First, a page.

First they headed for Reno, Nev., to do some gambling. Then, they broke down in Placer County, Calif., in a small village near Sacramento. They decided to stay there to start a new stolen-car operation.

    First, the married man’s wife opened a small store to sell tea, coffee and spices. Her husband started traveling throughout the surrounding area, supposedly to sell her products. Sometimes he traded the goods for old cars and brought them home to dismantle for parts. The two men also purchased some older cars from local residents. Before long, the backyard behind the store was littered with old cars and looked like a small wrecking yard.

    With their background in the salvage business, the men soon realized that the metal and parts from the larger old luxury cars (the ones we call Classics today) were worth more than cars themselves. With their background as thieves, they clearly fathomed that most of these cars were not being insured. That meant that no insurance investigators would come looking for cars if they disappeared.

    Before long, the two men were back to stealing cars, but only the big “Gatsby” ones. They found an old abandoned ranch in the foothills of nearby mountains and began taking the stolen cars there to dismantle them. The parts, of course, were sold through their legitimate business in the village, so no one’s suspicions were raised. Over time, they stole about 40 old “Classics.”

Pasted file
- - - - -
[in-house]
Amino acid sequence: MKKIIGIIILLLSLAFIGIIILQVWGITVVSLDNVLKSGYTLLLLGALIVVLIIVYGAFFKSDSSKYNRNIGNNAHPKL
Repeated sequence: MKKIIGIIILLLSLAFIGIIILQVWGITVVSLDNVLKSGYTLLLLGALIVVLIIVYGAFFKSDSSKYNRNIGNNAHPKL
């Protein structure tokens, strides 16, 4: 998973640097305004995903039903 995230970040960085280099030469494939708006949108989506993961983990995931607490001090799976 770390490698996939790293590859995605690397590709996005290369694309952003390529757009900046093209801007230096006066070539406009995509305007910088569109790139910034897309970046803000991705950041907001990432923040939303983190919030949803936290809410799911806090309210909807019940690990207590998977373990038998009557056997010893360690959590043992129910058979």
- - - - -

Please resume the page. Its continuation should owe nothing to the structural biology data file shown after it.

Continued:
Months went by and little by little, reports of thefts of older cars began to trickle into law enforcement agents. The thieves didn’t think the reports would be investigated, because the cars were not insured. However, the cops were not as dumb as the men thought. They spotted the trend and figured out that the cars weren’t being sold for driving or resale. Whoever was taking them was probably parting them out, so they began looking for salvage-type operations.

    The boys had them fooled for a long time, however, because of the way they “fenced” the parts through their business. It wasn’t until two hunters stumbled upon the ranch, in the fall of 1935,  that their luck began to run out. The hunters thought it was a real wrecking yard, but when they casually mentioned it to friends who worked in law enforcement, the police put two and two together rather quickly. The local authorities called in officers from the California Highway Patrol’s Bureau of Auto Thefts. These men were trained in the identification of cars and parts and were soon going through the rubble at the ranch.

    Once portions of several vehicles were identified as contraband, the police started searching for the two men. They had fled, but officers tracked them down at an auto court in Glendale, Calif. It was there that they were arrested in February 1936. With at least 40 stolen cars traced to their ranch, the men were quickly convicted of Grand Theft Auto and sent to prison again.

    Since the married man’s wife had a 10-day-old baby, she wasn’t prosecuted. Instead, the police sold one old car that the men had legally purchased and gave the money to the woman, who then used it to return to New York City so she could live there with an aunt.